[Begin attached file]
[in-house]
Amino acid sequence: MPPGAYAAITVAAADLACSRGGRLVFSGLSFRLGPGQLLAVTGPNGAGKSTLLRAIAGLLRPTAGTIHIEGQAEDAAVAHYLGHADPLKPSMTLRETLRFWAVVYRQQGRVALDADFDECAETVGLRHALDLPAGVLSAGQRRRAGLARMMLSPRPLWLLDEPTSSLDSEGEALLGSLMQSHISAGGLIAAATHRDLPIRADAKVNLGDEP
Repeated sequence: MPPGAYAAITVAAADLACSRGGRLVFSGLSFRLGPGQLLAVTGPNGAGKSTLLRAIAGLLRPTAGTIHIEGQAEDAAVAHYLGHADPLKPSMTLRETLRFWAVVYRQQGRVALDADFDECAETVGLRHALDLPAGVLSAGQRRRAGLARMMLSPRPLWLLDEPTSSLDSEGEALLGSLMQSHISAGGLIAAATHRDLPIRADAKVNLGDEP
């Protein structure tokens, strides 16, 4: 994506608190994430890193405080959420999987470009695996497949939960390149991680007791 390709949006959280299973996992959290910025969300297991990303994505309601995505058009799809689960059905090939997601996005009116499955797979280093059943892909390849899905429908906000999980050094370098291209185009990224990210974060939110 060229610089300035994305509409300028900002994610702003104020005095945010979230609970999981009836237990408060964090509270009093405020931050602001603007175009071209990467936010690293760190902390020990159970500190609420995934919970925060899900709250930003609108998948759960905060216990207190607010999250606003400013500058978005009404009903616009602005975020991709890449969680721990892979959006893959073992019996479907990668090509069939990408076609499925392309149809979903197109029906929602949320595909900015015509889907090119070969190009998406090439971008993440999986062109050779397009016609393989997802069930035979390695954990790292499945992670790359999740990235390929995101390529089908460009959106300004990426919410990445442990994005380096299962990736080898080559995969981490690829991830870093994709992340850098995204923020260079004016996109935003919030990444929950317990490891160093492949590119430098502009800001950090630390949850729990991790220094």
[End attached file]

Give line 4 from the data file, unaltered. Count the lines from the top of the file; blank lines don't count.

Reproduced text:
């Protein structure tokens, strides 16, 4: 994506608190994430890193405080959420999987470009695996497949939960390149991680007791 390709949006959280299973996992959290910025969300297991990303994505309601995505058009799809689960059905090939997601996005009116499955797979280093059943892909390849899905429908906000999980050094370098291209185009990224990210974060939110 060229610089300035994305509409300028900002994610702003104020005095945010979230609970999981009836237990408060964090509270009093405020931050602001603007175009071209990467936010690293760190902390020990159970500190609420995934919970925060899900709250930003609108998948759960905060216990207190607010999250606003400013500058978005009404009903616009602005975020991709890449969680721990892979959006893959073992019996479907990668090509069939990408076609499925392309149809979903197109029906929602949320595909900015015509889907090119070969190009998406090439971008993440999986062109050779397009016609393989997802069930035979390695954990790292499945992670790359999740990235390929995101390529089908460009959106300004990426919410990445442990994005380096299962990736080898080559995969981490690829991830870093994709992340850098995204923020260079004016996109935003919030990444929950317990490891160093492949590119430098502009800001950090630390949850729990991790220094």